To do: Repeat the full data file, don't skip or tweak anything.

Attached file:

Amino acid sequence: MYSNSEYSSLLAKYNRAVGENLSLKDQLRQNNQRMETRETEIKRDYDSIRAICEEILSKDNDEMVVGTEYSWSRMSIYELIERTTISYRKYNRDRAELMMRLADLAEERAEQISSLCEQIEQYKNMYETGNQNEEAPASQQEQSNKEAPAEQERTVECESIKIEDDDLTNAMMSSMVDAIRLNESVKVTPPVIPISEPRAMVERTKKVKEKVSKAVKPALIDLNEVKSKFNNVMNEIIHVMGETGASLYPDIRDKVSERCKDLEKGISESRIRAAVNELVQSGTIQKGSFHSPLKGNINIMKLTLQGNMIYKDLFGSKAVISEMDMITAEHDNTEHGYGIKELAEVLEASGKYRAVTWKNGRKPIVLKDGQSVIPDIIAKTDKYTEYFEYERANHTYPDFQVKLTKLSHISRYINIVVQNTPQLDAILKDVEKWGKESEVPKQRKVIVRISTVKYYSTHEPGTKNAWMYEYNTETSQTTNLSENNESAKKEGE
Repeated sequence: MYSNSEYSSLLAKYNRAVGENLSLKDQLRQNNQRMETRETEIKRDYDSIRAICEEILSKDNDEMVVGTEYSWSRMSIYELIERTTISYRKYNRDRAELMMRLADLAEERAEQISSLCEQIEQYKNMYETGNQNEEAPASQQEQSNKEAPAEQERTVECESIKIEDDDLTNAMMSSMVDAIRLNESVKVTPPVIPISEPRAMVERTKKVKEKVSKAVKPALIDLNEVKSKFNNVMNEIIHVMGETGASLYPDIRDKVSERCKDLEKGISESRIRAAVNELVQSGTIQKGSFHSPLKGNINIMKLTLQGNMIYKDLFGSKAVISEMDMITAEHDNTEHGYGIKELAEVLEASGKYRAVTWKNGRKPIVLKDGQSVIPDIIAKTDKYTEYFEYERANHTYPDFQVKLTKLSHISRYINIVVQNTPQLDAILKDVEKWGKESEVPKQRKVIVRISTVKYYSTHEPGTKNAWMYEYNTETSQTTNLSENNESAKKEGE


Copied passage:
Amino acid sequence: MYSNSEYSSLLAKYNRAVGENLSLKDQLRQNNQRMETRETEIKRDYDSIRAICEEILSKDNDEMVVGTEYSWSRMSIYELIERTTISYRKYNRDRAELMMRLADLAEERAEQISSLCEQIEQYKNMYETGNQNEEAPASQQEQSNKEAPAEQERTVECESIKIEDDDLTNAMMSSMVDAIRLNESVKVTPPVIPISEPRAMVERTKKVKEKVSKAVKPALIDLNEVKSKFNNVMNEIIHVMGETGASLYPDIRDKVSERCKDLEKGISESRIRAAVNELVQSGTIQKGSFHSPLKGNINIMKLTLQGNMIYKDLFGSKAVISEMDMITAEHDNTEHGYGIKELAEVLEASGKYRAVTWKNGRKPIVLKDGQSVIPDIIAKTDKYTEYFEYERANHTYPDFQVKLTKLSHISRYINIVVQNTPQLDAILKDVEKWGKESEVPKQRKVIVRISTVKYYSTHEPGTKNAWMYEYNTETSQTTNLSENNESAKKEGE
Repeated sequence: MYSNSEYSSLLAKYNRAVGENLSLKDQLRQNNQRMETRETEIKRDYDSIRAICEEILSKDNDEMVVGTEYSWSRMSIYELIERTTISYRKYNRDRAELMMRLADLAEERAEQISSLCEQIEQYKNMYETGNQNEEAPASQQEQSNKEAPAEQERTVECESIKIEDDDLTNAMMSSMVDAIRLNESVKVTPPVIPISEPRAMVERTKKVKEKVSKAVKPALIDLNEVKSKFNNVMNEIIHVMGETGASLYPDIRDKVSERCKDLEKGISESRIRAAVNELVQSGTIQKGSFHSPLKGNINIMKLTLQGNMIYKDLFGSKAVISEMDMITAEHDNTEHGYGIKELAEVLEASGKYRAVTWKNGRKPIVLKDGQSVIPDIIAKTDKYTEYFEYERANHTYPDFQVKLTKLSHISRYINIVVQNTPQLDAILKDVEKWGKESEVPKQRKVIVRISTVKYYSTHEPGTKNAWMYEYNTETSQTTNLSENNESAKKEGE